Get Your Employees Thinking! Good managers don't solve all their employees' problems.
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My wife lost a credit card at a store the other day. When sherealized what had happened, she called the store, and they trackeddown the card and promised to send it right away. A week later, itwas still AWOL, and she talked to the store manager. Rather firmly.Two days later, still missing. Now she was good and upsetand would have gone in herself if the store wasn't a couplehours away. But then the store manager jumped in her car and-inspite of being ill with a fever-delivered the card in person alongwith apologies and a gift basket.
Is this good leadership? At first it seems like it might be. Themanager leapt into action to rescue a customer relationship and seta great example for her employees to follow. What better way tolead than by example? But if you look a little closer...
Let's take a look at the sequence of events: First, theemployee at the register forgot to hand the card back. Second,another employee forgot to mail the card. Third, when the card wasfinally mailed, the address was butchered, so the envelope made aslow circular loop back to the store. By the time these mindlesserrors had taken their toll, the manager had a real emergency onher hands. So what did she do? She rushed to rescue her employeesfrom their own incompetence. Now what lesson exactly does thisteach the employees?
If you want your people to improve consistently, you need to useproblems to encourage learning. And learning requiresthinking. But as this manager demonstrates, it is easy tofind you've let people get away with thoughtlessness.
You don't get people more engaged with their work byrescuing them. Or by telling them what to do. Or even by bribingthem with rewards for doing better. All those approaches reinforcemindlessness. Instead, you need to use errors and problems asopportunities to get employees thinking. For example, whensomething goes wrong you can:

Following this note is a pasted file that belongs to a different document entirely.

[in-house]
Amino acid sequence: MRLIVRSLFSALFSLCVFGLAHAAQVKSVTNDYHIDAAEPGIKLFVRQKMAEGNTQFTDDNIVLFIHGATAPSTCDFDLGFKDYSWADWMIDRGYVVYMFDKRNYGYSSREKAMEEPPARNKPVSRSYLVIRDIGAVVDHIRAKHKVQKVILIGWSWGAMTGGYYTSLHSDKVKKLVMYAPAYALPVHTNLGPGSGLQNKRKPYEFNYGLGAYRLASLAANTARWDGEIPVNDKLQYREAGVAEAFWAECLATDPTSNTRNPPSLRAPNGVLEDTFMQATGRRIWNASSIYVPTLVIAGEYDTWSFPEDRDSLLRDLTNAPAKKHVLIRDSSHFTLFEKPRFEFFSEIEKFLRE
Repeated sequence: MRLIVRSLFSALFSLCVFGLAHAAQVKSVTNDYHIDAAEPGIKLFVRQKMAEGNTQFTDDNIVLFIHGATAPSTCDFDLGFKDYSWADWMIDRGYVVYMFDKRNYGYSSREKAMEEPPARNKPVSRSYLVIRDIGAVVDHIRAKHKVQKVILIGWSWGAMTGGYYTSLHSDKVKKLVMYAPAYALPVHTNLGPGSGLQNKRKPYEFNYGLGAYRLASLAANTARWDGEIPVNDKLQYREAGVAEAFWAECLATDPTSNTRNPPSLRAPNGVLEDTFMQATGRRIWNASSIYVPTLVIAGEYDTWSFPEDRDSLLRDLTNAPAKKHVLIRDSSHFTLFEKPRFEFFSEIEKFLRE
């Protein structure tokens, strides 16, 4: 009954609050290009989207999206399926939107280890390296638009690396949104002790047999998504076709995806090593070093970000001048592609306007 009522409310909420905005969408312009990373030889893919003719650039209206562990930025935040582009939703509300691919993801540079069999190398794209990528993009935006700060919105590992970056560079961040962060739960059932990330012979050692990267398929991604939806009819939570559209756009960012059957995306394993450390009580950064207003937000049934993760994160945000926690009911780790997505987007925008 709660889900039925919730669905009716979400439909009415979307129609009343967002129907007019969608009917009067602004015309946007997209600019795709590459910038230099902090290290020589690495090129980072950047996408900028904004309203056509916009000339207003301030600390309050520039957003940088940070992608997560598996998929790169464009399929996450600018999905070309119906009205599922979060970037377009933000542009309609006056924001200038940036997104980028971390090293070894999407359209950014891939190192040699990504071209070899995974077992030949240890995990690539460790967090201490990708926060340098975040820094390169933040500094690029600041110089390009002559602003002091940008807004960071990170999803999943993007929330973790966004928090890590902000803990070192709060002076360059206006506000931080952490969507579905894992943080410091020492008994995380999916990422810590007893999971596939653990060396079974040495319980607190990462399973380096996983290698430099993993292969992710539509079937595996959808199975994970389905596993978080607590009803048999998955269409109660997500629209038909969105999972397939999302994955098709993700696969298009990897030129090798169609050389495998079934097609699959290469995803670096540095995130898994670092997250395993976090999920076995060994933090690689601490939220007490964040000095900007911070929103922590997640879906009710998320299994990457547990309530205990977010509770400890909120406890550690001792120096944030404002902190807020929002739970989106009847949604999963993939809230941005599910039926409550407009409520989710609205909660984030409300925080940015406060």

Ask why it happened. Probe foranswers having to do with how the work was done, not who done it.The blame game won't help prevent similar errors next time.You've got to get employees to evaluate and improve their ownmethods.
Ask for multiple ways to fix theproblem, since employees too often do the first thingthey think of and fail to consider other options. For instance,would an employee have come up with the idea of giving a giftbasket?
Ask employees to come up with their ownrescue plan instead of taking over for them. Again, askfor multiple ideas-then guide them to selection of the best one. Inthe case of the missing credit card, the employees could have useda courier service or one of them could have made the drive.(Hint: The best idea is definitely not the one in which the leaderrushes in to fix everything while employees act helpless andincompetent.)
All these approaches ask employees what to do rather than tellthem. Traditionally, we business owners and managers have done mostof the talking, but that means we are doing most of the thinking,too.
So if your employees don't seem to be thinking very hard,look at the bright side. Every time something goes wrong, it'sa chance to get them thinking. And don't pass up theseopportunities. Each time you tell your people what you think, youare telling them what to think. And that means you may beexcusing them from thinking at all.
Alex Hiam is the founder and director of Alexander Hiam &Associates, a management consulting firm, and a publisher of toolsfor corporate trainers. He is the author of Streetwise Motivating & RewardingEmployees, The Vest-Pocket CEO, Marketing for Dummies and other popularbooks, and he has worked with a variety of high-tech start-ups andfamily-owned businesses.